Proof production time will be visible as latency. To reduce this, we can put a lesser number of signatures in one zk proof. However, this means more proofs will be required for the same batch size (or per light client header), which will increase the gas cost of verifying that batch.
Hence, reducing the latency will increase the gas cost. Below we have laid out the expected cost of verifying a tendermint Light Client (LC) header on Ethereum as a function of latency and the number of validators participating in that cosmos chain. We can give the users/cosmos chains the option of deciding the latency and gas fees they wanna to work with.
|Number of Validators||Latency (minutes)||Number of Signatures per Proof||Tx Cost per Light Header ($)||Cost Reduction (X) achieved by using ZK|
*based on gas prices on 5th August 2022.
We have selected 200 validators and 50 signatures per proof as the base case for further analysis.
Cost of Relayer Infrastructure
Since the tendermint block production rate is ~ 7 sec and the proof generation time is 8 minutes, we will need multiple prover machines in parallel to keep up with the block production rate.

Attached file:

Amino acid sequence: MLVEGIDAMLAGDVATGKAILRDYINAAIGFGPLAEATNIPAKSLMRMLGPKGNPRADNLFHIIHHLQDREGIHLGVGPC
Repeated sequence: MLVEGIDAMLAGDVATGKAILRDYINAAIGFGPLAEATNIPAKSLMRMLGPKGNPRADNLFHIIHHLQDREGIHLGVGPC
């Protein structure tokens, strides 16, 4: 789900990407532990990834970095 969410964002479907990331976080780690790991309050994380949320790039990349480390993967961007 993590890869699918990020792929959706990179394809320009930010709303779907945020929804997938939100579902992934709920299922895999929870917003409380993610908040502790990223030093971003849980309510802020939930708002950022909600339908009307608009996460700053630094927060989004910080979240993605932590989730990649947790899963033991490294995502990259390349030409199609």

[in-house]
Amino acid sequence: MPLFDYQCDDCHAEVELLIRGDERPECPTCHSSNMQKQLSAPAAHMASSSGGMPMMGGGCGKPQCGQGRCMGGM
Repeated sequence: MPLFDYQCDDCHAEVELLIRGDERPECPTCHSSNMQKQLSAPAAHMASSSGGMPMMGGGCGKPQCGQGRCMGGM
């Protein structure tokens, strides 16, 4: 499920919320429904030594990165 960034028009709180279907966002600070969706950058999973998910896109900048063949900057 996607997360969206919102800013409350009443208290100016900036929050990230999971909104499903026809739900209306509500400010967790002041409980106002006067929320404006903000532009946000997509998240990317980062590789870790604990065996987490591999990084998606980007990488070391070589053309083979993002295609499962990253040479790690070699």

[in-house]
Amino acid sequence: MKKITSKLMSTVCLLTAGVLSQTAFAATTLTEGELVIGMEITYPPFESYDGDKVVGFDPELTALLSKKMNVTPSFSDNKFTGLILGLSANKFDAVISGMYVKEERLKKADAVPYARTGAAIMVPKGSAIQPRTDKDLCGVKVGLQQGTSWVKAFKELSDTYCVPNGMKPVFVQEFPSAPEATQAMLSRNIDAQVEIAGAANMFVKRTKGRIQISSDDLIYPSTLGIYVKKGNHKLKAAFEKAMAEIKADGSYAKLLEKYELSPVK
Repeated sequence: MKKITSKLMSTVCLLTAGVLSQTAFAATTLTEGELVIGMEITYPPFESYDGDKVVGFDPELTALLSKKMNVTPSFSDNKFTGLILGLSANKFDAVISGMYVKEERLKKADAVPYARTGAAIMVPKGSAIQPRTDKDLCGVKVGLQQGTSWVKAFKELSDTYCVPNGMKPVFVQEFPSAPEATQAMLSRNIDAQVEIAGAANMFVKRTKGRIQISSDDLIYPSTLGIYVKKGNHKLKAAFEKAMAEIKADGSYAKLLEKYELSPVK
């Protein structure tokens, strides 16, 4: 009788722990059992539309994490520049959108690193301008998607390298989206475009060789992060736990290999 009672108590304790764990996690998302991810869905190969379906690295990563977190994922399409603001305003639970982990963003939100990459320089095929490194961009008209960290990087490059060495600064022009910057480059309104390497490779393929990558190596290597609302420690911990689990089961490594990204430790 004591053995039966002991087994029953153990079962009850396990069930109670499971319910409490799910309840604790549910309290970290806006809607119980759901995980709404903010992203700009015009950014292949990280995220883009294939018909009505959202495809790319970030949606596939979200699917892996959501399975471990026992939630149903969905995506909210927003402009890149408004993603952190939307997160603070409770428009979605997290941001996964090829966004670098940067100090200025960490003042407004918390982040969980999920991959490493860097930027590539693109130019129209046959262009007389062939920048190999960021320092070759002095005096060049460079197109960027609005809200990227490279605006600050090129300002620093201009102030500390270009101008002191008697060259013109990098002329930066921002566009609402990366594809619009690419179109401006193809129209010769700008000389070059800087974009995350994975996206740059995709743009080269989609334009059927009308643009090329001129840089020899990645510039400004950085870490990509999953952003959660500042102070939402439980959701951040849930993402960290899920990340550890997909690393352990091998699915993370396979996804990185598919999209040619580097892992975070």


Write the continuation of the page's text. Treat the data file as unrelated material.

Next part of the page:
Number of parallel machines required = 8 mins *60 / 7 sec = 69 machines
We recommend using m5.8xlarge AWS cloud instance for proof generation.
Hence the cost of this infra = $1.536*69 = $106 per hr
Machine Cost per light client header = 106/3600/7 = $0.206
Estimating Total Transaction Cost
Consider the case for 8 mins latency and 200 validators.
Total Cost of on-chain light client verification = $17.9 + $0.206 = $18.1
Let us assume a worst-case scenario (from a tx fees point of view) when only one cross-chain transaction is present in one block. Then the entire cost of verifying the LC header is borne by that transaction. Adding some overhead cost, then verifying the cross-chain transaction is ~$ 20.
Assuming an optimistic case when there 10 transactions per block, this cost will be ~$2 which is similar to the cost of a Uniswap transaction on Ethereum.